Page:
Monday, May 16, 2022

Sean Plunkett: Political puff pieces funded by your tax dollar

Imagine being a support party for an incumbent government with a general election eighteen months away, the polls show the tide is going out for you and your big party mate and the pundits are picking a close-run thing come polling day.

Wouldn’t it be great if you could get a 90 minute documentary made about one of your most high profile MPs and have it aired on a major TV channel, shared on social media, and replayed on demand across the internet. That sort of publicity and exposure might just be enough to tip the scales of the election in your favour, to get you, and the big party you support, back into power.

Wouldn’t it be great if you could get someone else to pay for the whole thing, if you didn’t have to raise money through donations or declare the funding through the electoral commission.

Even better if you could get the $220,000.00 from the taxpayer and you knew the people making the doco were going to give you an easy ride.

Well, that’s just what the Green Party have managed to do.

In the latest round of funding decisions NZOnAir (the state created broadcasting funder) have given the green light to a project called “Being Chloe”.

It will be made by Razor Films and according to the NZOnAir website it will be a documentary “exploring the political and personal life of New Zealand’s youngest MP Chloe Swarbrick”.

It will air on Discovery owned TV3, already a recipient of your tax dollar through the strings attached $55 million Public interest Journalism Fund.

Your tax dollars all $199,9999.00 of them will fund this piece of electioneering and another $20,000.00 has already been tipped in for script development by another tax funded body, the Film Commission.

Now I’m not getting down on Chloe or the producers (one of whom is the wife of a prominent left-wing journalist) but there’s simply no way on God’s green earth that this can be seen as anything but taxpayer funding of a politically partisan puff piece. The decision to fund it with your tax dollar is bent, crooked, corrupt, and wrong.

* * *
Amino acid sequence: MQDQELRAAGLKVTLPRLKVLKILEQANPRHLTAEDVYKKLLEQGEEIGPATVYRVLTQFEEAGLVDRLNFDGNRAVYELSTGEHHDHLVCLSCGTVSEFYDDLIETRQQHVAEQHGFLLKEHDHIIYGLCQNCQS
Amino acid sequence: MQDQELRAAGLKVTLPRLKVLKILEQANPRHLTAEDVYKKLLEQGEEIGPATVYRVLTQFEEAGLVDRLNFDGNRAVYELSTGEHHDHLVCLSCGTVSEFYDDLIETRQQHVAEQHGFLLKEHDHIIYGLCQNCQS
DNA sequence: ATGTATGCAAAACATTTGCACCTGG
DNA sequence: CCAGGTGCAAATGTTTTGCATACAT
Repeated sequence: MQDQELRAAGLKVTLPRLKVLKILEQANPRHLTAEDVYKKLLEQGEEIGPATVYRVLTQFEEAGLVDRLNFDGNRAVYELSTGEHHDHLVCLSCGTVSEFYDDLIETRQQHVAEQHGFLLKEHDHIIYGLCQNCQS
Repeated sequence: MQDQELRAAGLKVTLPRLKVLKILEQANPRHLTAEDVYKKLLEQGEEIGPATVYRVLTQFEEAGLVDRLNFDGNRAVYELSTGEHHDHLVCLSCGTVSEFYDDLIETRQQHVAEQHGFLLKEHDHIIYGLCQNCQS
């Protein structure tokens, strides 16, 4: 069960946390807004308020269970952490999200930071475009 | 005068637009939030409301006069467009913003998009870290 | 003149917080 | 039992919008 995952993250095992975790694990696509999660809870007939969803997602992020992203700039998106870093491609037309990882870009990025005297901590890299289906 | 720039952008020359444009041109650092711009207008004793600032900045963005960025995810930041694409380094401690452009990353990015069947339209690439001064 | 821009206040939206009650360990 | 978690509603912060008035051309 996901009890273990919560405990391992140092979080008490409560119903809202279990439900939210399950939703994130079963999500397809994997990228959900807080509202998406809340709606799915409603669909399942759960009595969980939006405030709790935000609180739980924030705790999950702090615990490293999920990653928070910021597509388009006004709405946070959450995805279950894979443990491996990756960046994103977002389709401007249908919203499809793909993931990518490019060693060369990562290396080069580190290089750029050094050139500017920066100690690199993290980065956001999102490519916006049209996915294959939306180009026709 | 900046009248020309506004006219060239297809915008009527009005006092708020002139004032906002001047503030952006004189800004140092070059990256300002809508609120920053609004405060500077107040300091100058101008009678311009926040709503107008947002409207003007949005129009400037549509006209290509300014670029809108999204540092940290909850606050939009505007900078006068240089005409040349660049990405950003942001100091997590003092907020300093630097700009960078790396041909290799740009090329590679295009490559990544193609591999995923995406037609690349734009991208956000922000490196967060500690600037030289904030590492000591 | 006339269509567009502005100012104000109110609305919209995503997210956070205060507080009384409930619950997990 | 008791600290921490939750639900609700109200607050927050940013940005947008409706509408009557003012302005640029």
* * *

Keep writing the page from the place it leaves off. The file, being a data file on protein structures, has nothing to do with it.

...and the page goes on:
To compound the problem it’s the second time NZOnAir has funded such a project. An earlier and much shorter film called “Ok Chloe” has already received the largesse of your tax dollar through NZOnAir.

Prime Minister Jacinda Ardern pulled out of a similar project involving the same producers when she correctly read the room and realised how corrupt such funding looks.

It is impossible to imagine NZOnAir didn’t know exactly what they were doing when they approved this funding, but if they didn’t they are incompetent and if they did they are corrupt.

We can’t let incompetence or corruption interfere with democracy in this country.

I have no problems with someone making a documentary about Chloe Swarbrick or any other politician, but I’m damned if my tax dollar is going to pay for it.

There is time to put the brakes on this appalling misuse of your money, but only if you are prepared to resist.

Update: NZOnAir have now clarified that the documentary will not air until after the 2023 election.

Sean Plunket is the founding editor of The Platform and an award-winning veteran broadcaster and television presenter. This article was originally published by and is published here with kind permission.


Anonymous said...

How can we as the public stop this kind of abuse with tax payers money. No one pays taxes to be used like this.

Anonymous said...

If the govt website says this, it must be true... yeah, right!

Justice Minister Kris Faafoi has welcomed news of New Zealand’s ongoing position as top in the world anti-corruption rankings.

The 2021 Corruption Perceptions Index released by global anti-corruption organisation, Transparency International, ranks New Zealand first equal with Denmark and Finland, with a score of 88 out of 100.

“This is an excellent score that New Zealanders can be proud of. While we’ve always done well in these rankings, it’s encouraging to see New Zealand retain the top spot – a placing we’ve held in six of the last eight years,” Kris Faafoi said.